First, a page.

Courses

Tuesday,
02:00pm to 04:00pm
at Dorotheenstr. 1, room 005
Description:

Upon completion of the course, students will be familiar with arguments and approaches in modern corporate finance theory, will be able to apply these in their own research, and will be able to critically evaluate current research in this area.

Literature: There is no single textbook. We will use selected parts of Jean Tirole, “The Theory of Corporate Finance,” as well as current and classic papers.

Exam: Take-home exam/ referee report

Credits:
6.00
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Instructor:
Friday,
02:00pm to 04:00pm
at HU, Dorotheenstraße 1, Room 204
Description:

The course aims at equipping you with the necessary background and skill-set to read, comprehend and evaluate current empirical work in the area of financial accounting research. It is aimed at second year PhD students and requires a sound background in economics and microeconometrics. In addition, students should have a general understanding of the institutions of capital markets in general and financial accounting in particular.

Teaching is organized in topical sessions. For each session, one participant is expected to take the lead, suggesting papers to discuss two weeks in advance and structure the discussion.

Dates:
2018: Oct 26, Nov 16, Dec 7
2019: Jan 11, Feb 1

Literature:
tba

Exam:
Students interested in obtaining 6 ECTS credits from this course are requested to hand in the following:

  • Two topic summaries (1,500 words not including references), handed in two weeks after the according class. These summaries should not be confined to the literature discussed in class and should include a discussion of potential avenues of future research.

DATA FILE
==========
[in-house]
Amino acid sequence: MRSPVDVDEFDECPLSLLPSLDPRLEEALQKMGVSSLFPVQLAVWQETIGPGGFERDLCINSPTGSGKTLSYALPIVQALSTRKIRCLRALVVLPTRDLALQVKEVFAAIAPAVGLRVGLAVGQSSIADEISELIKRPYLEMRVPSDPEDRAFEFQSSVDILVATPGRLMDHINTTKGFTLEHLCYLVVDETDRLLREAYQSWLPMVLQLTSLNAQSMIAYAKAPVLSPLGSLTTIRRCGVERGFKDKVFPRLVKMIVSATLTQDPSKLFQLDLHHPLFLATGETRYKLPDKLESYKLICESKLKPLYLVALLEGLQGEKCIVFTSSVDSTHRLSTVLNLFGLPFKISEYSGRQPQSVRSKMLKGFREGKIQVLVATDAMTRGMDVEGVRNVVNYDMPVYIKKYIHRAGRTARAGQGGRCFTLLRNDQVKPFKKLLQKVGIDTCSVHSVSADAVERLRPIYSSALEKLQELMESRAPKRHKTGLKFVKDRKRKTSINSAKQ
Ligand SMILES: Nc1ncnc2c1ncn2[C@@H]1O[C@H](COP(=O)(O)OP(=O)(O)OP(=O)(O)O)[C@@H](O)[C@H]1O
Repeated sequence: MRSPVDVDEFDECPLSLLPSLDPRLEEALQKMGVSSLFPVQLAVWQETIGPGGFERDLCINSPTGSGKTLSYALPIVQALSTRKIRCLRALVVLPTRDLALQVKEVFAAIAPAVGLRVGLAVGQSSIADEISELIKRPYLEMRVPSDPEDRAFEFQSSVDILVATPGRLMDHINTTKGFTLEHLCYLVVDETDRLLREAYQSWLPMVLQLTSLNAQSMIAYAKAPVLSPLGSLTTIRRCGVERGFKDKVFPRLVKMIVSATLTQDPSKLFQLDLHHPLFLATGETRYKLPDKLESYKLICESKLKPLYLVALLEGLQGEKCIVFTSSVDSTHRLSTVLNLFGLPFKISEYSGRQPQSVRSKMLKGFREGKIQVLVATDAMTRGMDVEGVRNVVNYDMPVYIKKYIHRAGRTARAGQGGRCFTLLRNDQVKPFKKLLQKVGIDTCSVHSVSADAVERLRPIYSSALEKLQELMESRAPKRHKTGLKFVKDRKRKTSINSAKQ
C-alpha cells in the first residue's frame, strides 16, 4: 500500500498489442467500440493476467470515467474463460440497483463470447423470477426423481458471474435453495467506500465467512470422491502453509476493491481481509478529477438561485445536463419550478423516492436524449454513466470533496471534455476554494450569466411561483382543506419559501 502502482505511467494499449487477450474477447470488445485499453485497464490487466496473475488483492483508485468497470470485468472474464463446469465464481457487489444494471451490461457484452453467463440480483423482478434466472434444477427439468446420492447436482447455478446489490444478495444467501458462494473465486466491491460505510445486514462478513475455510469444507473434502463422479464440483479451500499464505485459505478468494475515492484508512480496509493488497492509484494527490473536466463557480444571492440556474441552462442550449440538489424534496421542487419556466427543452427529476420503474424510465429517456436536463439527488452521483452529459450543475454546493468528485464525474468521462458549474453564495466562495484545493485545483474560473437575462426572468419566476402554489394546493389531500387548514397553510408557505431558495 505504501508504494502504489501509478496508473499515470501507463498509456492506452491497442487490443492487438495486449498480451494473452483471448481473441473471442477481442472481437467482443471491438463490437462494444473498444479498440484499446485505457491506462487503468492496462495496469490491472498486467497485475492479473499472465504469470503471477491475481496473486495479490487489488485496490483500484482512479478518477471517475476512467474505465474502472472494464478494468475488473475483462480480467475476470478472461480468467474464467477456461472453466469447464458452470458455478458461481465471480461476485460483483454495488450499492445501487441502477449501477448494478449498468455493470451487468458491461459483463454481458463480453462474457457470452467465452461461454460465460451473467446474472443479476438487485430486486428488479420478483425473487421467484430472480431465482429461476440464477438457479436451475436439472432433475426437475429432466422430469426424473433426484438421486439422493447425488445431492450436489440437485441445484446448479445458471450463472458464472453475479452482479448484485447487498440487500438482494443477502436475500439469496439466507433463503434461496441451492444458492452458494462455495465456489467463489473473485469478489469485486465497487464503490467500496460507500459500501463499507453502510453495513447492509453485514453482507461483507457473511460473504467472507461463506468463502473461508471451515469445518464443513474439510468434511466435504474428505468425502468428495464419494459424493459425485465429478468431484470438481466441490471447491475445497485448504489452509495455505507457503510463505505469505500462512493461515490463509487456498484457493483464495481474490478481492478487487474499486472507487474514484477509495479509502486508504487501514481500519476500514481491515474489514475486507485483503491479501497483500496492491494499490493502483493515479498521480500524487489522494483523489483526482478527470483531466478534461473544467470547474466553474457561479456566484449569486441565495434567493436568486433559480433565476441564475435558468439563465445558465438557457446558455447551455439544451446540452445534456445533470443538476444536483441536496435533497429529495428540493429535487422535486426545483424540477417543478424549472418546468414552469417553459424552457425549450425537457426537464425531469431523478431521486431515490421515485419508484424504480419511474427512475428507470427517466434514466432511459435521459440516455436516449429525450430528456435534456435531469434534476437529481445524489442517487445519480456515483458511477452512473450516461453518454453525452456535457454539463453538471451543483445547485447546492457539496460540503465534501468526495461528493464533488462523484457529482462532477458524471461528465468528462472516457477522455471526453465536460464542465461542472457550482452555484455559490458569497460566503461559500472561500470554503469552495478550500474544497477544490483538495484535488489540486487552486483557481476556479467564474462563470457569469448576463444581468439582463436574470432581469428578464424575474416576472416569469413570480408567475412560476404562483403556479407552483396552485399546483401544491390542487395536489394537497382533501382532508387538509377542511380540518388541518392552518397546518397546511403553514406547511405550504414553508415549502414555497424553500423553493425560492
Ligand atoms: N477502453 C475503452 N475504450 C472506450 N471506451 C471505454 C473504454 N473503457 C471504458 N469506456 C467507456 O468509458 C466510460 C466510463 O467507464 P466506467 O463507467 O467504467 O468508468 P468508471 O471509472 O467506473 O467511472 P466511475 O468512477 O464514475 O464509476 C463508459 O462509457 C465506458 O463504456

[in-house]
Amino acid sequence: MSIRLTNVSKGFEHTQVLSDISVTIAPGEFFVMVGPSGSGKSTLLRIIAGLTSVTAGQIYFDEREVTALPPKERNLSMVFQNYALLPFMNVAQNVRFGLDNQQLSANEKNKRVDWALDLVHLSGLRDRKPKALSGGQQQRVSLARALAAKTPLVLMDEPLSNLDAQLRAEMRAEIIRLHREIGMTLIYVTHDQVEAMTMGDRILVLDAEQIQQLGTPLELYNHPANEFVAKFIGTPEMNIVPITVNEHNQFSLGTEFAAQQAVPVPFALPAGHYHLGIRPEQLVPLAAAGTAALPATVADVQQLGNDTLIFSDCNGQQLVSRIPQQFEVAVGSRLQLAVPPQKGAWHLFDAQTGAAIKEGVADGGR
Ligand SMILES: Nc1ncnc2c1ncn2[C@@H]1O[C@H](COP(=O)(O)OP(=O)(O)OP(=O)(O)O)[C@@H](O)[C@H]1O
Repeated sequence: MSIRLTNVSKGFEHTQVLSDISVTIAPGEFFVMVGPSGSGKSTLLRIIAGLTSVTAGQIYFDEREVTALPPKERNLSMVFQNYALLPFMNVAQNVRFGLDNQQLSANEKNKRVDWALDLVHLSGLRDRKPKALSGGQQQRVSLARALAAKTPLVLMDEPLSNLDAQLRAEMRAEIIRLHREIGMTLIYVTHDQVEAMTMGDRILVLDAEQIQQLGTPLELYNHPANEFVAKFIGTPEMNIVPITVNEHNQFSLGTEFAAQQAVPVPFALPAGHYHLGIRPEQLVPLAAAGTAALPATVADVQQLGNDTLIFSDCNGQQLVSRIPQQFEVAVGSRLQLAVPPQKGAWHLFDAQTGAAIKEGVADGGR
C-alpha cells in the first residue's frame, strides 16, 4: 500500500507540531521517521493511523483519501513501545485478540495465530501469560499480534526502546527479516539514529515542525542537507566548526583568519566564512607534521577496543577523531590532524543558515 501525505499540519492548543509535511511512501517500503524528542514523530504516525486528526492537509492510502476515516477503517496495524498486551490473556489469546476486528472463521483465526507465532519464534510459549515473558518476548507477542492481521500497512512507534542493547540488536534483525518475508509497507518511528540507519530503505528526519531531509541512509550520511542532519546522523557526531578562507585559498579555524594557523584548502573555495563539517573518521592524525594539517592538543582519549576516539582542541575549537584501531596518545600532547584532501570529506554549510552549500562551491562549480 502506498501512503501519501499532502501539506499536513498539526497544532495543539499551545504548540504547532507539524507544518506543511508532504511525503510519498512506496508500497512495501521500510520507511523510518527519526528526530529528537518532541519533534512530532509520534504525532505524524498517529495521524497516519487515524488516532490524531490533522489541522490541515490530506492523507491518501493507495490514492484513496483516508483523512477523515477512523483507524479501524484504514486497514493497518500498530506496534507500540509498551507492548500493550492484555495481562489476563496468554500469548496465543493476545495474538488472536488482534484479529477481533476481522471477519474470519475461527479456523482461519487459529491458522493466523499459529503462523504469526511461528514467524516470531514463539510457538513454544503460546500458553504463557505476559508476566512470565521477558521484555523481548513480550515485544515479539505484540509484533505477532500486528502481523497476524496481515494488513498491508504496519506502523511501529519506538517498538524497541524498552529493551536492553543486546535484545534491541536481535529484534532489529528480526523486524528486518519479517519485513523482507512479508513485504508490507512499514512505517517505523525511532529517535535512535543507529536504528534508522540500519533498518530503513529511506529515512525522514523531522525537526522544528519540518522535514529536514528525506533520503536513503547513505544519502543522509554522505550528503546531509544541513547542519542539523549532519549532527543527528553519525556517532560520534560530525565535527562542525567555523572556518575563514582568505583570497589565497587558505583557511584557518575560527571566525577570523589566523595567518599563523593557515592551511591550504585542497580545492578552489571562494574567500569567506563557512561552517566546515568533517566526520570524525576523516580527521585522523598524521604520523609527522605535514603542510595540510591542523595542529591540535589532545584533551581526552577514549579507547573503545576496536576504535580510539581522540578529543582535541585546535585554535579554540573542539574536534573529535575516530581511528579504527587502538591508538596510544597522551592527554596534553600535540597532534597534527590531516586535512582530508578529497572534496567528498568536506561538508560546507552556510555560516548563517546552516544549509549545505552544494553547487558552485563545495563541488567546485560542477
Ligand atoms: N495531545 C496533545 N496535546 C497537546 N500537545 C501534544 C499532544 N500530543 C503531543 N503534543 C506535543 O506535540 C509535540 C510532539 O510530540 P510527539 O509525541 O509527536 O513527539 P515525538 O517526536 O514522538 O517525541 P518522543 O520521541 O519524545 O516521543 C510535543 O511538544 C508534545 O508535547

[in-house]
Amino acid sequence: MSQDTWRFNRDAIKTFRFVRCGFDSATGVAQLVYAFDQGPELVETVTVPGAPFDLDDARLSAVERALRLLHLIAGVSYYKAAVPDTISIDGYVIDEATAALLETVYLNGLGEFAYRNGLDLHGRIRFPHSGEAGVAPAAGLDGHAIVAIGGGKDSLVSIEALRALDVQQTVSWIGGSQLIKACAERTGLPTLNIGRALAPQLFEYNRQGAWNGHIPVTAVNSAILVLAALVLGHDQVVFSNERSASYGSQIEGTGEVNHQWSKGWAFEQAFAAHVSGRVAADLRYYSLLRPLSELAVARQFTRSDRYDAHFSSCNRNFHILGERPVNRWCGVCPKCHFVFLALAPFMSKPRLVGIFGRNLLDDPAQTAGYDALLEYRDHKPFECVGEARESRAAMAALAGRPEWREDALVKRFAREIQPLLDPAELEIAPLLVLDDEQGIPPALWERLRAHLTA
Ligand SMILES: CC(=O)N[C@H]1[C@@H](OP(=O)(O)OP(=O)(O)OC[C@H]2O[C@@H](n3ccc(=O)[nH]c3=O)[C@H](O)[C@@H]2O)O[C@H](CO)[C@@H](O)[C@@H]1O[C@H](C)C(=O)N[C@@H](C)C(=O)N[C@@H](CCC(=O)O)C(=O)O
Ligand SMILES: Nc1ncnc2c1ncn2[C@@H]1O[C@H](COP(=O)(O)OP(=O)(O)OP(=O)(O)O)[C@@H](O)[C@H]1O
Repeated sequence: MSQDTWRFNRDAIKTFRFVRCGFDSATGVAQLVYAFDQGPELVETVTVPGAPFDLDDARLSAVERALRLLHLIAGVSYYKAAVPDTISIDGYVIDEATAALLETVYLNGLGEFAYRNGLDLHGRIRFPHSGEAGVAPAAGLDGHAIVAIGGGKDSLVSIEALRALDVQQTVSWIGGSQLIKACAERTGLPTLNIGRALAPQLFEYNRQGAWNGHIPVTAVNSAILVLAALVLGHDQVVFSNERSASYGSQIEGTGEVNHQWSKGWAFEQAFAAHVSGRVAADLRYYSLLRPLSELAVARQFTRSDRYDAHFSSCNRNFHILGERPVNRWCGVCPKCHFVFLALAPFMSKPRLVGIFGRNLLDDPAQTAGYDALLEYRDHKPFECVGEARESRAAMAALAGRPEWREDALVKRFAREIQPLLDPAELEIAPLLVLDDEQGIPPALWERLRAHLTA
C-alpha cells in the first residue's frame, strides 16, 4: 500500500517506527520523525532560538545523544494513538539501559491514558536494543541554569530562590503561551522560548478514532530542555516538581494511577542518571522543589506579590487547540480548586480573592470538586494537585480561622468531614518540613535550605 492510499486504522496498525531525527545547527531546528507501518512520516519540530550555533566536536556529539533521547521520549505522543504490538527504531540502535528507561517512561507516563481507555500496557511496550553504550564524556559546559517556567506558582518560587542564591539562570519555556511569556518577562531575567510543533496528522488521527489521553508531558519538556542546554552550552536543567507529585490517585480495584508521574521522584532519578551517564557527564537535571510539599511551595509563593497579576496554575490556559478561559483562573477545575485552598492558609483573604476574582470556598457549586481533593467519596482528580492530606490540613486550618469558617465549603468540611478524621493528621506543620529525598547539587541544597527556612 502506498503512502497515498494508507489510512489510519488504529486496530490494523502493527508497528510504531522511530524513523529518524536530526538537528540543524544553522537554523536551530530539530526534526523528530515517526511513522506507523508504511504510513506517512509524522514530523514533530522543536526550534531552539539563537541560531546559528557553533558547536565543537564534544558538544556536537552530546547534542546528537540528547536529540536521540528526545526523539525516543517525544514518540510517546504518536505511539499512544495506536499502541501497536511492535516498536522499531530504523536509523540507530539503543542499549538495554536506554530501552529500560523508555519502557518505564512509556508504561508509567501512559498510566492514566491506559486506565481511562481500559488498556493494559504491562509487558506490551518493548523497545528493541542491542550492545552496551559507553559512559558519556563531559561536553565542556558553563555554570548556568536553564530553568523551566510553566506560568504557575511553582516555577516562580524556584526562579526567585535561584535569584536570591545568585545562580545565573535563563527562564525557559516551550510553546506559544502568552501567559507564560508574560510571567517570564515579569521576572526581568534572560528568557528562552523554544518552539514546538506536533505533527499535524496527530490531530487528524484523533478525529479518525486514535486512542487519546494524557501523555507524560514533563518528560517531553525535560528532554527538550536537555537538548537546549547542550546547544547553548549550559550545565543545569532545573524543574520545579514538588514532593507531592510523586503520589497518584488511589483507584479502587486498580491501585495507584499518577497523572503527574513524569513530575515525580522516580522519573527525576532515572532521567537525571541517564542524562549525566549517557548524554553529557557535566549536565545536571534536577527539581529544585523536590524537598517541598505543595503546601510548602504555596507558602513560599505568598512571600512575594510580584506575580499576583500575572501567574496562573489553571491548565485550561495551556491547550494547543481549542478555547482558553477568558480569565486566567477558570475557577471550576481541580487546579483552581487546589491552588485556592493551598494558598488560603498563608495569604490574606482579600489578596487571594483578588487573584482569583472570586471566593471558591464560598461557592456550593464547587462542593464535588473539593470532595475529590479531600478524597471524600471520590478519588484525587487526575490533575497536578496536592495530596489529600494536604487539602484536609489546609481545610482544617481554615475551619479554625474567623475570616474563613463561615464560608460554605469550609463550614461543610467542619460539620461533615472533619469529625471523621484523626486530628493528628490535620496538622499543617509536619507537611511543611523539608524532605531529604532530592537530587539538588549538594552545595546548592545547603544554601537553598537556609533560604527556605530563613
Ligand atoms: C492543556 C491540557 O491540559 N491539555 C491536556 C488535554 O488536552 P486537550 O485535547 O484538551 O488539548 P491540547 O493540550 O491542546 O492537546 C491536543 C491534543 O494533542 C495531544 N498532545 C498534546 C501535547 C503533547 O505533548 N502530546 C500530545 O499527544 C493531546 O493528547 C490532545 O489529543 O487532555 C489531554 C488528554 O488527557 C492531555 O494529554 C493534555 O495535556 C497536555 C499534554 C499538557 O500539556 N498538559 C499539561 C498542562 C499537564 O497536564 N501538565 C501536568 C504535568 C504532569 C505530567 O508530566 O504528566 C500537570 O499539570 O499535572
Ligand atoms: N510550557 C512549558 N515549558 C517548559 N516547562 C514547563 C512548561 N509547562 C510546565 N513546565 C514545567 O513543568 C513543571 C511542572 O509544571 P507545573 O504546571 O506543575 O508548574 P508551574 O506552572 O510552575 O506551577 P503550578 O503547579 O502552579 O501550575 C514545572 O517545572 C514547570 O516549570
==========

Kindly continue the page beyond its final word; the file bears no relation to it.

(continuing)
• A proposal for a potential research project (1,500 words not including references). This research project will be presented and discussed in the last session of the class. Ideally, this could be a kick-start for a part of your PhD work.

Grading will depend on the assignments (see above) and on class participation. All four components are given equal weights for the final grade.

Credits:
6.00
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Instructor:
Monday,
12:00pm to 04:00pm
at HU Berlin, Spandauer Straße 1, Room 22
Description:

This course provides an overview on the economic analysis of labor markets. The emphasis is on applied microeconomics and empirical analysis. Topics to be covered include: labor supply and demand, human capital, education and training, changes in the wages structure and inequality, biased technological change and returns to skills, organizational change and skill demand, the closing gender gap. The introduction of topics will be on textbook level, but the focus will be on the discussion of empirical implementation strategies used in recent publications.

Acquaintance of intermediate microeconomics or labor economics and econometrics is highly recommended.

Literature:
R. Ehrenberg and R. Smith, 2003, Modern Labor Economics,
P. Cahuc and A. Zylberberg, 2004, Labor Economics,
and selected journal articles

Exam:
Written exam (90 min)

Credits:
6.00
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Instructor:
Wednesday,
02:00pm to 04:00pm
at Freie Universität, Garystr. 21, lecture halle 104
Thursday,
10:00am to 12:00pm
at Freie Universität, Garystr. 21, K 006a PC Pool 1
Description:

The aim of the course is to teach students how to interpret empirical research in public economics and to apply modern econometric methods commonly used in the field. The course covers alternative empirical approaches and important topics in empirical public economics including non-structural (“treatment effects” estimation) and structural estimation methodologies as well as the empirical ex-ante evaluation of tax-benefit reforms. Lectures on empirical methods are supplemented by classes on the application of the various methods using STATA. The course assumes knowledge of applied microeconometrics.